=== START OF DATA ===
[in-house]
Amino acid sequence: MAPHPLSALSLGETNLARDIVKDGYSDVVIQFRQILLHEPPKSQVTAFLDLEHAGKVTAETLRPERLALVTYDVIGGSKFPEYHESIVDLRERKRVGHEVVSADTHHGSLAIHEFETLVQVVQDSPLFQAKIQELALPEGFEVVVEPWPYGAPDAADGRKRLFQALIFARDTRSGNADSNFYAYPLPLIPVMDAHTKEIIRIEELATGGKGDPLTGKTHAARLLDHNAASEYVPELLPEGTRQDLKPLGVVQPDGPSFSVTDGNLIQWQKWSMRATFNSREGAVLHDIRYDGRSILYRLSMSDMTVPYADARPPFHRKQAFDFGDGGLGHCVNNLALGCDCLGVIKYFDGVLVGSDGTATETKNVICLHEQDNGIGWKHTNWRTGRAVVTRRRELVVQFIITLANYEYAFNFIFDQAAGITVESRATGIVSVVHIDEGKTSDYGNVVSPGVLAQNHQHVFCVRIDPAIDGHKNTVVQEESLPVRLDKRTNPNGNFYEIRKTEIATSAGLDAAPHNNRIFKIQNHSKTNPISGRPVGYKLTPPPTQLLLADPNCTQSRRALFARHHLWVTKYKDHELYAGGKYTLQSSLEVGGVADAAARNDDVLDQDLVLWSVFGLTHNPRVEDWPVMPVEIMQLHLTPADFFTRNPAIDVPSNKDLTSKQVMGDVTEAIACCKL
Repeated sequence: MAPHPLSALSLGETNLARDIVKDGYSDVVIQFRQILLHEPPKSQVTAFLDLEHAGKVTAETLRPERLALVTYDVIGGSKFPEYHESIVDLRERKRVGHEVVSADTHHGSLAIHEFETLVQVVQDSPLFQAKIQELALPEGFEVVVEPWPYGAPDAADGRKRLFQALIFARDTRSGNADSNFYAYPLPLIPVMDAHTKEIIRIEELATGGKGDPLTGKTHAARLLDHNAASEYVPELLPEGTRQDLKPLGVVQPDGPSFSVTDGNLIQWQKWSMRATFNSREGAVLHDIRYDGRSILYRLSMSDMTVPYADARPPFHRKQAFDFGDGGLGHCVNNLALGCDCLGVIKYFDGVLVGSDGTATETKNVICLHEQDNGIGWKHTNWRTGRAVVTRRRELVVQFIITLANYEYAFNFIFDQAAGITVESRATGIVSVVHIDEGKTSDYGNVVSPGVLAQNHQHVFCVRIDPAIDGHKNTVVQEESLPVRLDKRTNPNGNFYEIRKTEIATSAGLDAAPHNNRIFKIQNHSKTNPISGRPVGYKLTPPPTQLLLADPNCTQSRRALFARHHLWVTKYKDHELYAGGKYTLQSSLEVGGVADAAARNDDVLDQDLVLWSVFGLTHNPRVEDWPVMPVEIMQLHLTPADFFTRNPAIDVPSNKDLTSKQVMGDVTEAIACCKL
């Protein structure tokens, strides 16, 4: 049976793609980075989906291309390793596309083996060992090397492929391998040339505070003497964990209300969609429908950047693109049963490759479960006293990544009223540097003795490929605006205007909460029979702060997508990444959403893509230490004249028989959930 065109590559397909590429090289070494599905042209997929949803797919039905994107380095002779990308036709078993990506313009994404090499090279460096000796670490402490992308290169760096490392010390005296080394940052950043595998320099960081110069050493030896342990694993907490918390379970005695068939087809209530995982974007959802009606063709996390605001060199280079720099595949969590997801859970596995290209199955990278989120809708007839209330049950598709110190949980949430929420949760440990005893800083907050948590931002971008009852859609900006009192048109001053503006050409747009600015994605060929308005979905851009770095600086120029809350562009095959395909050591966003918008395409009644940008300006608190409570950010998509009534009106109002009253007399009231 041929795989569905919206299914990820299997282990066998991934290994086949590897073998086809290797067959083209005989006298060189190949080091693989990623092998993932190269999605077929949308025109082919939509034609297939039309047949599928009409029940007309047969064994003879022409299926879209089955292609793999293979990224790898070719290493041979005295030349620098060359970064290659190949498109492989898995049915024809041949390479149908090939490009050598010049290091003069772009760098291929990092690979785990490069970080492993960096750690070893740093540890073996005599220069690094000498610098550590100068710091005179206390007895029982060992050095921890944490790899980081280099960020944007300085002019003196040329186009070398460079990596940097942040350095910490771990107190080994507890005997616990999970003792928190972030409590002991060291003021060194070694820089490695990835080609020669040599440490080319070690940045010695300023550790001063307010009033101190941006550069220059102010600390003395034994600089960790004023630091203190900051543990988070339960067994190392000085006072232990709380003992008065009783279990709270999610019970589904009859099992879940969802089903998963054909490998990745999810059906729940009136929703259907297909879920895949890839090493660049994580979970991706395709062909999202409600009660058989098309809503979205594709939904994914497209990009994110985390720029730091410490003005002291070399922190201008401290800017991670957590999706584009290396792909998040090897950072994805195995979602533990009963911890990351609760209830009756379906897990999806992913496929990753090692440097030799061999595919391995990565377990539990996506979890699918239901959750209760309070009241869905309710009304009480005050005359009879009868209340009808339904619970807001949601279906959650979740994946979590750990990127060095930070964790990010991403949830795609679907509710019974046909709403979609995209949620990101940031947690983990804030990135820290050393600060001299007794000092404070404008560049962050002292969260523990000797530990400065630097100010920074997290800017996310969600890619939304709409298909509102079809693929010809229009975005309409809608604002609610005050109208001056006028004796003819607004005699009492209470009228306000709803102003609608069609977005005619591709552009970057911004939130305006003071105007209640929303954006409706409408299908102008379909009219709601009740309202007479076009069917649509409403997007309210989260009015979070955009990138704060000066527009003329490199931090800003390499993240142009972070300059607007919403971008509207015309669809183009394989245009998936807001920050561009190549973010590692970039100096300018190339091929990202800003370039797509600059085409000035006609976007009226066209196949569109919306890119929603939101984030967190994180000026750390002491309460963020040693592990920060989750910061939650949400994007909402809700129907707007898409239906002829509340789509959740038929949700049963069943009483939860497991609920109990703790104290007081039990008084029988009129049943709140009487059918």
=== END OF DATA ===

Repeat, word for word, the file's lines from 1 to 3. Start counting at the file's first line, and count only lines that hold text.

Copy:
[in-house]
Amino acid sequence: MAPHPLSALSLGETNLARDIVKDGYSDVVIQFRQILLHEPPKSQVTAFLDLEHAGKVTAETLRPERLALVTYDVIGGSKFPEYHESIVDLRERKRVGHEVVSADTHHGSLAIHEFETLVQVVQDSPLFQAKIQELALPEGFEVVVEPWPYGAPDAADGRKRLFQALIFARDTRSGNADSNFYAYPLPLIPVMDAHTKEIIRIEELATGGKGDPLTGKTHAARLLDHNAASEYVPELLPEGTRQDLKPLGVVQPDGPSFSVTDGNLIQWQKWSMRATFNSREGAVLHDIRYDGRSILYRLSMSDMTVPYADARPPFHRKQAFDFGDGGLGHCVNNLALGCDCLGVIKYFDGVLVGSDGTATETKNVICLHEQDNGIGWKHTNWRTGRAVVTRRRELVVQFIITLANYEYAFNFIFDQAAGITVESRATGIVSVVHIDEGKTSDYGNVVSPGVLAQNHQHVFCVRIDPAIDGHKNTVVQEESLPVRLDKRTNPNGNFYEIRKTEIATSAGLDAAPHNNRIFKIQNHSKTNPISGRPVGYKLTPPPTQLLLADPNCTQSRRALFARHHLWVTKYKDHELYAGGKYTLQSSLEVGGVADAAARNDDVLDQDLVLWSVFGLTHNPRVEDWPVMPVEIMQLHLTPADFFTRNPAIDVPSNKDLTSKQVMGDVTEAIACCKL
Repeated sequence: MAPHPLSALSLGETNLARDIVKDGYSDVVIQFRQILLHEPPKSQVTAFLDLEHAGKVTAETLRPERLALVTYDVIGGSKFPEYHESIVDLRERKRVGHEVVSADTHHGSLAIHEFETLVQVVQDSPLFQAKIQELALPEGFEVVVEPWPYGAPDAADGRKRLFQALIFARDTRSGNADSNFYAYPLPLIPVMDAHTKEIIRIEELATGGKGDPLTGKTHAARLLDHNAASEYVPELLPEGTRQDLKPLGVVQPDGPSFSVTDGNLIQWQKWSMRATFNSREGAVLHDIRYDGRSILYRLSMSDMTVPYADARPPFHRKQAFDFGDGGLGHCVNNLALGCDCLGVIKYFDGVLVGSDGTATETKNVICLHEQDNGIGWKHTNWRTGRAVVTRRRELVVQFIITLANYEYAFNFIFDQAAGITVESRATGIVSVVHIDEGKTSDYGNVVSPGVLAQNHQHVFCVRIDPAIDGHKNTVVQEESLPVRLDKRTNPNGNFYEIRKTEIATSAGLDAAPHNNRIFKIQNHSKTNPISGRPVGYKLTPPPTQLLLADPNCTQSRRALFARHHLWVTKYKDHELYAGGKYTLQSSLEVGGVADAAARNDDVLDQDLVLWSVFGLTHNPRVEDWPVMPVEIMQLHLTPADFFTRNPAIDVPSNKDLTSKQVMGDVTEAIACCKL